Stretching is fundamental to living a healthy life. Exercise is usually the focus when we talk about fitness, but stretching is equally important. According to Jennifer Atoapoma, a Montreal-based barre and yoga sculpt teacher, working out shortens your muscles—and shortened muscles promote bad posture and low range of joint motion. Stretching, on the other hand, lengthens your muscles and helps us maintain a healthy range of motion, especially as we age and lose some of the natural flexibility in our joints. “When you stretch, you release tension not only in your muscles, but in your everyday life, too,” she says.
Here are four things to keep in mind while stretching.
We tend to hold a lot of tension in our hip flexors, a group of muscles that extend from the lower back and pelvis to the inside of our femurs. These muscles allow us to bend at the waist and raise our legs.
Atoapoma suggests “threading the needle” as a way to stretch your hip flexors. Start on your back with your feet on the ground, hip width apart. Then, cross your right ankle over your left thigh to create a figure-four shape with your legs. Lift your left leg to your chest, thread your right hand through the opening of your legs and bring your left hand around and interlace your fingers behind the fold of your left knee. Finally, draw your left knee closer to your chest while see-sawing your right kneecap away from you. Hold for 30 seconds, then switch sides. (Related: Feeling stiff? This yoga move will loosen you up.)
After sitting at our desks all day, we tend to hunch forward, leading to bad posture and tension in our shoulders. Doing some backbends, which helps the shoulders fall back and opens up the chest area, will help realign your posture and reduce tension by moving your body in the opposite direction.
Lift your arms over your head (make sure you drop your shoulders!) and slowly arch your spine back while reaching your arms back to stretch out your spine and release back tension. Hold for 30 seconds. (Related: 3 Simple Desk Stretches You Should Be Doing While Working From Home)
You want to feel uncomfortable when you stretch, says Atoamoa, but not in pain. Going to a place where you can feel the muscle stretching (when you feel that good pain) is how you lengthen them.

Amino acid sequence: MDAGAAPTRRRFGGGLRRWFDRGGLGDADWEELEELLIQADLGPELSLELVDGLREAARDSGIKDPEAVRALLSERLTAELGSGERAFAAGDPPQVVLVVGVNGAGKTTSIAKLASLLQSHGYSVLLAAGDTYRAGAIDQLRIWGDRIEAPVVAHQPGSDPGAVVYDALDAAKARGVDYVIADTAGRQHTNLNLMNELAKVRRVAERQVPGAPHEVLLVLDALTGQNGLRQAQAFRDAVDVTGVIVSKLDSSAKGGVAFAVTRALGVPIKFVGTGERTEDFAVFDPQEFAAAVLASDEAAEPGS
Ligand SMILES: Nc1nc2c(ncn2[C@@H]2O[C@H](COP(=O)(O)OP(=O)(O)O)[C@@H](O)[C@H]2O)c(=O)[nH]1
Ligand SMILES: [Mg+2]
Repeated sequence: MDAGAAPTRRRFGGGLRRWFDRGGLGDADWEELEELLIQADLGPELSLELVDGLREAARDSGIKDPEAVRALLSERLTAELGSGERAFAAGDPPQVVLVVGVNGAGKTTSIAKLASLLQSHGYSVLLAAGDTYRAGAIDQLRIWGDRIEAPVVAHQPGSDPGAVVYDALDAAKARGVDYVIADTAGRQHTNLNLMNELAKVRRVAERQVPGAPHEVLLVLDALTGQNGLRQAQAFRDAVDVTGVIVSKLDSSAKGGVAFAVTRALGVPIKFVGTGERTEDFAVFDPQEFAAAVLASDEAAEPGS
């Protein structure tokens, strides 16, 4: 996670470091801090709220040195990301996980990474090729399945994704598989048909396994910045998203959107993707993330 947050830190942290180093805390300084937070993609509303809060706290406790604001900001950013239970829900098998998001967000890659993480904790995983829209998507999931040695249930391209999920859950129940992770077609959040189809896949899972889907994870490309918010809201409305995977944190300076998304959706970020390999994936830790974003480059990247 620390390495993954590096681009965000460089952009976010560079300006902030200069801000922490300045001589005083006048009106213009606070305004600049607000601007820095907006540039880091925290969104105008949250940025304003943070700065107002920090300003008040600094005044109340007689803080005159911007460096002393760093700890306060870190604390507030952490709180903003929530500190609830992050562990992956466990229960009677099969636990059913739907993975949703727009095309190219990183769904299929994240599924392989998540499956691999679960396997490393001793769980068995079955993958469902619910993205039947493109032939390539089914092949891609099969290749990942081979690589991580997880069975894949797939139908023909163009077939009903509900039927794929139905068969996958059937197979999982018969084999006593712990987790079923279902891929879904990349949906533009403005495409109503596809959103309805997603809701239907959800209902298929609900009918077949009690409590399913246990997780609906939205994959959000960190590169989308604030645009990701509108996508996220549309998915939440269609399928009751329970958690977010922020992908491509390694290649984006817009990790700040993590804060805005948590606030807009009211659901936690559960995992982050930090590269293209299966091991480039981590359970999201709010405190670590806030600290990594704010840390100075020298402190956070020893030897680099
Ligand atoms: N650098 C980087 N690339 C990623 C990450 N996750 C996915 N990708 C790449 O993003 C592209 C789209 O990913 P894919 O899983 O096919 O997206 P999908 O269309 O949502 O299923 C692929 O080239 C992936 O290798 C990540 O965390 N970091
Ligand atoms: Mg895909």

With time, your body’s muscles will open up and you’ll become more flexible. If you’re no longer feeling a stretch when you do a pose, adjust a little to find the stretch again. To adjust your stretch, try deepening it by dropping lower. Or, you can shift the placement of your body while stretching (for example, planting your tailbone into the ground or mat as you thread the needle is a great way to deepen that stretch). (Related: 9 Ballet Stretches to Do for 10 Minutes a Day to Improve Your Flexibility)
Even stretching for five or ten minutes every day will go a long way in boosting your joint flexibility, decreasing tension and improving your posture. It’s of the utmost importance especially during quarantine, when we’re a lot less active than normal. If you’re stretching in the morning, Atoamoa suggests dynamic stretches (which are active movements where your joints and muscles go through the full range of motion, like lunges) as a way to set up your muscles to move freely all day. At night, do a static stretch to release the day’s tension.
Though there’s no right or wrong answer when it comes to exactly how long a stretch session should last, Atoamoa says that holding each stretch for at least 30 seconds will help you get the most out of the position. (Related: 6 At-Home Massage Tools Physiotherapists Swear By)
Next, check out the strength-training moves for your best-ever posture.